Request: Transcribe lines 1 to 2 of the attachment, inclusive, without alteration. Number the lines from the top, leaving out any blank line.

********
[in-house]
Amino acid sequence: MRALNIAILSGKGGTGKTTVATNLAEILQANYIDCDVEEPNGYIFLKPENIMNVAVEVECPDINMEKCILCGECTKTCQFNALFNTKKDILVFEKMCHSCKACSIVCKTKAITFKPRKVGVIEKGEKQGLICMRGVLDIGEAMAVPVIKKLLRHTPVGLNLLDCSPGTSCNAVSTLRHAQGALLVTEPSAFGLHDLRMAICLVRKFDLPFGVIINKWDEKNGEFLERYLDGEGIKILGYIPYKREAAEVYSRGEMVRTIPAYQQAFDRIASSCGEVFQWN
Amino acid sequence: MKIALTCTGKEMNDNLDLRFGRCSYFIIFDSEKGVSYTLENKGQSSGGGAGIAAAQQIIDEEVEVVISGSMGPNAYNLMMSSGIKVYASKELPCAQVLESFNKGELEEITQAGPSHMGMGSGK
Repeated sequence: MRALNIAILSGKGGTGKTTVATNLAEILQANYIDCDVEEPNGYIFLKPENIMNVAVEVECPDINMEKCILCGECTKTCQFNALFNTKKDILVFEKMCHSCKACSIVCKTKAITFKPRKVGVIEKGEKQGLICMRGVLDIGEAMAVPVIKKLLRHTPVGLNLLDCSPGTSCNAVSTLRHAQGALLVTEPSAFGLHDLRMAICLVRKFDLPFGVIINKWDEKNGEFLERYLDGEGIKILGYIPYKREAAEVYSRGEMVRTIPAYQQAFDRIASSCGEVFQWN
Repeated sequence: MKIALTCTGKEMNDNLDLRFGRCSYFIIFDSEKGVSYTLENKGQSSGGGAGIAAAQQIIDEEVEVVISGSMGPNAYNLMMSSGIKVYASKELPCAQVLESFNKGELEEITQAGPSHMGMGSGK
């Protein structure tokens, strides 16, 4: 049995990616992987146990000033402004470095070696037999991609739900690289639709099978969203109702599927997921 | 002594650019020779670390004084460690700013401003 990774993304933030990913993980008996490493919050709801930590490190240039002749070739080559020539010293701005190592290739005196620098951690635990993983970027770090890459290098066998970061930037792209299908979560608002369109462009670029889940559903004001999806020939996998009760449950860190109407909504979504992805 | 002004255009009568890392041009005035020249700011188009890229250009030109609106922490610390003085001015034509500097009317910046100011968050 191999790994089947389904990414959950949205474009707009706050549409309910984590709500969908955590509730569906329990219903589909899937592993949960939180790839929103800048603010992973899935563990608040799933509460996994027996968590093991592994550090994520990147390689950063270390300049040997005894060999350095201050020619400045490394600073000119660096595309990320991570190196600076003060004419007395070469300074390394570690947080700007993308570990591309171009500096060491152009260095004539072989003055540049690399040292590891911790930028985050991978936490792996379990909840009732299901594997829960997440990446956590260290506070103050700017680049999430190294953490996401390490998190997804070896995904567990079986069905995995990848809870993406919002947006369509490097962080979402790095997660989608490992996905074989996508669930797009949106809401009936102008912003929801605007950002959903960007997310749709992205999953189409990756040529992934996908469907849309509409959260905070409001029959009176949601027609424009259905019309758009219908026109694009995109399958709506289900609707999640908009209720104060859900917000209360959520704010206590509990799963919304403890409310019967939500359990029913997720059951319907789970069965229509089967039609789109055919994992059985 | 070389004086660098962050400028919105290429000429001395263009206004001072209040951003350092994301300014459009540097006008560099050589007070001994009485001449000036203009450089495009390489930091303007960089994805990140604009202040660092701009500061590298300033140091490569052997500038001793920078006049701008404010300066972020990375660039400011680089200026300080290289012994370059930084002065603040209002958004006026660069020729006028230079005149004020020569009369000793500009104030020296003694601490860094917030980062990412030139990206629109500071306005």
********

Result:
[in-house]
Amino acid sequence: MRALNIAILSGKGGTGKTTVATNLAEILQANYIDCDVEEPNGYIFLKPENIMNVAVEVECPDINMEKCILCGECTKTCQFNALFNTKKDILVFEKMCHSCKACSIVCKTKAITFKPRKVGVIEKGEKQGLICMRGVLDIGEAMAVPVIKKLLRHTPVGLNLLDCSPGTSCNAVSTLRHAQGALLVTEPSAFGLHDLRMAICLVRKFDLPFGVIINKWDEKNGEFLERYLDGEGIKILGYIPYKREAAEVYSRGEMVRTIPAYQQAFDRIASSCGEVFQWN